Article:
Congress Seeks to Restrict U.S. Travel to Syria

New bill would level harsh penalties for unauthorized travel
Members of Ahrar al-Sham brigade, one of the Syrian rebels groups, exercise in a training camp / AP

Members of Ahrar al-Sham brigade, one of the Syrian rebels groups, exercise in a training camp / AP

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A new bill would severely restrict Americans from traveling to Syria and would imprison violators for up to 20 years for breaching the restrictions.

The bill, authored by Rep. Frank Wolf (R., Va.), was authored in response to a large influx of foreign fighters in Syria, including at least 50 Americans who are suspected of training and colluding with terror groups in the region.

“The International Conflicts of Concern Act” would officially designate Syria as a “country of conflict concern” and prevent Americans from traveling there without a license approved by the Treasury Department, according to a copy of the bill obtained by the Washington Free Beacon.

Additionally, the bill would prohibit U.S. citizens from providing material support to any group operating in Syria, including both pro-government and anti-government forces.

Severe travel restrictions are necessary in order to stop the stream of Americans into Syria, where they are suspected of training with terrorist organizations such as al Qaeda before returning to the United States. These trainees pose a significant security threat, Wolf said.

“It’s very hard to track them and very hard to have a conviction,” Wolf said. “They’re bringing back the terrorist activity and training.”

The bill would enable the U.S. government to keep close track of who exactly is traveling to Syria and when they return. This could help prevent radicalized individuals from returning to America and plotting potential attacks, Wolf said.

“There are Americans over there fighting,” Wolf said. “The concern is they’ll learn the techniques and strategies [of jihad] and bring them back to the U.S.”

“We want to make sure there is the ability to convict these people if they’ve been over fighting with the jihadis,” Wolf said. The new bill would deter Americans from traveling to Syria in the first place “if they know they can come back and be prosecuted with a very stiff penalty.”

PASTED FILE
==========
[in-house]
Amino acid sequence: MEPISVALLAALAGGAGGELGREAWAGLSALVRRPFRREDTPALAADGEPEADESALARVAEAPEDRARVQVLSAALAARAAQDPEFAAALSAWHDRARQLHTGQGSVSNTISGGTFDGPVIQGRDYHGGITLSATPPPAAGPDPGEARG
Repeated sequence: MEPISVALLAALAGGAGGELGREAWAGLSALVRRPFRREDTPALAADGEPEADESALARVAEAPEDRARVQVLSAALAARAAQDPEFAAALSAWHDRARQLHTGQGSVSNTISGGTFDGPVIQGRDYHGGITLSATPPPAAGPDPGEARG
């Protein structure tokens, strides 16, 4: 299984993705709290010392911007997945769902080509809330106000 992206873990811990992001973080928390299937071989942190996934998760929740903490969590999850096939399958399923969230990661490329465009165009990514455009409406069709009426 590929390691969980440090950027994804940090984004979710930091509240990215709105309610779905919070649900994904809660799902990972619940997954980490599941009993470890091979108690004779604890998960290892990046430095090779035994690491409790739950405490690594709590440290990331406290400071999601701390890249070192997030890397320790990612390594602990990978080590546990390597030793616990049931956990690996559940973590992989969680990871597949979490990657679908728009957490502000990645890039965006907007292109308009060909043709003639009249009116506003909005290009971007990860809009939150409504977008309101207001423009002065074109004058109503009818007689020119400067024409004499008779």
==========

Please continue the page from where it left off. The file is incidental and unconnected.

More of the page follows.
Director of National Intelligence James Clapper has warned multiple times over the past several months that terrorist cells in Syria are using the country as a training ground to radicalize foreign nationals.

These terror groups “have aspirations for attacks on the homeland,” Clapper recently told the Senate Intelligence Committee.

U.S. intelligence agencies have become aware of “training complexes” in Syria, where foreign fighters are taught “to go back to their home countries and conduct terrorist acts, so this is a huge concern,” Clapper said at the time.

Reports indicate that at least 11,000 foreign fighters have entered Syria since the country’s bloody civil war first erupted. This includes many Western Europeans and at least 50 Americans, according to media reports.

U.S. citizens currently can travel to nearby countries such as Turkey and easily slip over the porous border into Syria, Wolf noted.

“You can fly now to Turkey very easily without visas,” Wolf said. “The problem is you send somebody there, they fly to Turkey, pick up weapons, fight with the jihadis, learning how to do X, Y, and Z, and then they come back to the U.S.” where they pose a serious threat.

Wolf’s bill would help reduce the flow of Americans to Syria by enabling the president to restrict both travel and material support to the war-torn country.

Those who travel to Syria without approval from the Treasury Department would be subject to civil and criminal penalties and could face a 20-year prison sentence under the bill.

Syria would be designated for one year under the legislation and then subject to annual renewals of the law by the president.

The bill further instructs the president to file a report outlining any other countries that may fit the criteria for being designated for travel restrictions under the bill.

Adam Kredo   Email Adam | Full Bio | RSS
Adam Kredo is senior writer for the Washington Free Beacon. Formerly an award-winning political reporter for the Washington Jewish Week, where he frequently broke national news, Kredo’s work has been featured in outlets such as the Jerusalem Post, the Jewish Telegraphic Agency, and Politico, among others. He lives in Maryland with his comic books. His Twitter handle is @Kredo0. His email address is kredo@freebeacon.com.